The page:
Issue 32Out and About
Another British Invasion
Muse (right), the 21st century prog-rock adherents, combine the drama of Queen and politics of Pink Floyd on the concept album Drones (WB). Complete with a pair of skits, “[Drill Sergeant]” and “[JFK],” Drones makes a statement, whether or not you’re paying attention. Like Muse’s aforementioned predecessors, the trio isn’t afraid to color outside of the hard rock lines, as they do on the new wave funk of “Dead Inside” and the a cappella title cut. Muse is at its theatrical best on the Queen-like “Mercy” and the mini-epic “The Globalist.”
It’s the listeners who benefit from The Vaccines infectious assortment of influences on English Graffiti (Columbia), the Brit quartet’s third album. Snotty as they want to be on irresistible opener “Handsome,” they strut their funky selves on “Minimal Affection” and go for breathless punk on “20/20” and “Radio Bikini.” “(All Afternoon) In Love” is a new kind of hybrid – a break-up song crossed with a love song and “Undercover” is almost too pretty for its own good. Get vaccinated!
Olivia Chaney (left) may make references to her “Chelsea Mourning” in “Imperfections,” but she owes more to Linda Thompson and Sandy Denny than Joni Mitchell on her neo-traditional folk debut album The Longest River (Nonesuch). Combining potent originals including “Loose Change,” “Too Social,” the gorgeous “Holiday” and the aforementioned “Imperfections,” with a traditional such as “False Bride” and “There’s Not A Swain,” an adaptation of a 1693 text by Henry Purcell and Anthony Henley.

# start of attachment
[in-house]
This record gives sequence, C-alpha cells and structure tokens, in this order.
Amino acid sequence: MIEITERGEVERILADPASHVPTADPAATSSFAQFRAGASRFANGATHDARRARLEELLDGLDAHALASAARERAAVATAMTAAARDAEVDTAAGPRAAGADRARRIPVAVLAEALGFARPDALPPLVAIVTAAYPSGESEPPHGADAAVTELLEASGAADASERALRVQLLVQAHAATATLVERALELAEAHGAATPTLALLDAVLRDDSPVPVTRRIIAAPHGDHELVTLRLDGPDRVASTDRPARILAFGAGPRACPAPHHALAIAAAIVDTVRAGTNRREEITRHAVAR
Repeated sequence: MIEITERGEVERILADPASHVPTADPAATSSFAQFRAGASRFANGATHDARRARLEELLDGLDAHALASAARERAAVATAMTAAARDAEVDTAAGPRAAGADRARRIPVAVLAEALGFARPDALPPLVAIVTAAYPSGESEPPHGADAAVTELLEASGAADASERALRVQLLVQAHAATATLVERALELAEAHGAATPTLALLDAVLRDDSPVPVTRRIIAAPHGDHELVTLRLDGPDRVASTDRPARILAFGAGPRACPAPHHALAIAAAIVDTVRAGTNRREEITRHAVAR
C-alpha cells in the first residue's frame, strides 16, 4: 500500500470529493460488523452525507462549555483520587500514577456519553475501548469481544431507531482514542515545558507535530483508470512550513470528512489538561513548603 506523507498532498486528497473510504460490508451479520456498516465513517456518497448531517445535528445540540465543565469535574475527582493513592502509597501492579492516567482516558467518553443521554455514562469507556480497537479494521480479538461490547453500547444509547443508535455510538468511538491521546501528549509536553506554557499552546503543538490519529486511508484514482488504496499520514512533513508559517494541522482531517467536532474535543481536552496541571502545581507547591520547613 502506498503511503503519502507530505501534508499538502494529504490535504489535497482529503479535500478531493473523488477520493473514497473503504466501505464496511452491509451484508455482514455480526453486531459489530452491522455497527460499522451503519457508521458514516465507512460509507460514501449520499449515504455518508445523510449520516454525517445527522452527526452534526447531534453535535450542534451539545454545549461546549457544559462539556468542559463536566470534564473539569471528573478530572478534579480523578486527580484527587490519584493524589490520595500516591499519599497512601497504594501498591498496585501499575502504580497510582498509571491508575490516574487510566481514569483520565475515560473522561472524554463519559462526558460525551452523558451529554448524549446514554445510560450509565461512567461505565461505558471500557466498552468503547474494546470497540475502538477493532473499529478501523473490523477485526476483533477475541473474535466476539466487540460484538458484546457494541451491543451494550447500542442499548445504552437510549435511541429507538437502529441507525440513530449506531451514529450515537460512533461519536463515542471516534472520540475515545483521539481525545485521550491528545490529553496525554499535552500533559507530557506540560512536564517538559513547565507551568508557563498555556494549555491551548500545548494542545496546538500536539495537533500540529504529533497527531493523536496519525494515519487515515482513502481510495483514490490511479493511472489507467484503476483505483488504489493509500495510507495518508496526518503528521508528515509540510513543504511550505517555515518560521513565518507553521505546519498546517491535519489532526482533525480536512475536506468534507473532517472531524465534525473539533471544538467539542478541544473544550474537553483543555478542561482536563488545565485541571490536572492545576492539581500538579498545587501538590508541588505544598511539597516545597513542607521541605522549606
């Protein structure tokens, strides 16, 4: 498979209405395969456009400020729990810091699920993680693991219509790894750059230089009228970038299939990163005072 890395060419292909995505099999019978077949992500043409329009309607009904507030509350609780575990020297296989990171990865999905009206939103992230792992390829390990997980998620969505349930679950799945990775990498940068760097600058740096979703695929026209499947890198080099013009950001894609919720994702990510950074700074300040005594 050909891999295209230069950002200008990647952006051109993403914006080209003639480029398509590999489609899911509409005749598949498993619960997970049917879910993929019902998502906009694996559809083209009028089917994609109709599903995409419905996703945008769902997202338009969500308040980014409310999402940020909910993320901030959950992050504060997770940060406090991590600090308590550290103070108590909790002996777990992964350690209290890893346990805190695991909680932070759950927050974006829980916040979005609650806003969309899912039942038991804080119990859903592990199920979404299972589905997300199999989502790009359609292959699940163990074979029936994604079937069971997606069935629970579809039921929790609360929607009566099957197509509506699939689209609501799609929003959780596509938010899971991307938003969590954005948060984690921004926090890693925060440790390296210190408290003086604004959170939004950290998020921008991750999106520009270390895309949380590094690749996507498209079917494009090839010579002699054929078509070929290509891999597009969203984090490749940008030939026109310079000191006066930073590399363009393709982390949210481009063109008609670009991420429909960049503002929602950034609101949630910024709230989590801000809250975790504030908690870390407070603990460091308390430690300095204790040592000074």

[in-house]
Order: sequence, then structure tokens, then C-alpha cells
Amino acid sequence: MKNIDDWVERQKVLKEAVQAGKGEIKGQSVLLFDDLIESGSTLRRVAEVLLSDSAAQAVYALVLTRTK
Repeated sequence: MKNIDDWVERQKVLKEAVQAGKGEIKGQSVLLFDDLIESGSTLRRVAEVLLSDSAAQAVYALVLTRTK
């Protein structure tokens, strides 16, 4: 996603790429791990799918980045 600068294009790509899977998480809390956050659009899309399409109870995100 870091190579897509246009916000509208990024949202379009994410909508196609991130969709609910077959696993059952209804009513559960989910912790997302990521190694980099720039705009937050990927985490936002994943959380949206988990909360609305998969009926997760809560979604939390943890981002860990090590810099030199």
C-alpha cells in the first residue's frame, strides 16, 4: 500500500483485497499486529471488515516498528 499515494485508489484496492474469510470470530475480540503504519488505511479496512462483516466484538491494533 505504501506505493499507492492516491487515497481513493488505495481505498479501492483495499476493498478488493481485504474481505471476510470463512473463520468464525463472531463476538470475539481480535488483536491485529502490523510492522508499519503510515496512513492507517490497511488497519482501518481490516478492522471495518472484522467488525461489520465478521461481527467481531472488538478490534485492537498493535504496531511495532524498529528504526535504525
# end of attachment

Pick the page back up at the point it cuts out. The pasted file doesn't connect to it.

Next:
At 25, Laura Marling is a music industry vet, with five studio albums to her name, the first of which was released when she was just 18. The music on her fifth disc Short Movie (Ribbon) may not be as varied as say, that of her debut Alas I Cannot Swim, but it definitely succeeds on its own merits. Opener “Warrior” is one of a few songs, including “How Can I” that recall vintage acoustic Joni Mitchell. Marling reaffirms her own distinct artistry on the title cut, as well as on “False Hope,” “Don’t Let Me Bring You Down” and “Divine.”
As this year’s class of British invaders goes, Glass Animals (right) stands out for its uniqueness on Zaba (Harvest), beginning with the opening track “Flip.” With the less than subtle suggestion of violence set against a hypnotic and raw melody, the song hooks the listener like an illegal narcotic. “Pools” provides the first definitive dance beat on the disc giving you the excuse you need to dive in and shake it. “Gooey” might be the stickiest chill-out number of the year and “WYRD” is as weird as it is wired.
Former X-Factor competitor Ella Henderson’s hopefully titled album Chapter One (SYCO/Columbia) is a pleasing, if undistinguished introduction to the singer/songwriter. Henderson has a powerful set of pipes which she employs to great advantage on the occasionally bombastic tunes, including “Empire” and “Pieces.” When she reins it in, as she does on “Missed,” “Yours,” and “Mirror Man,” she sounds more like herself than someone trying too hard to be the British Kelly Clarkson or Katy Perry.
By Gregg Shapiro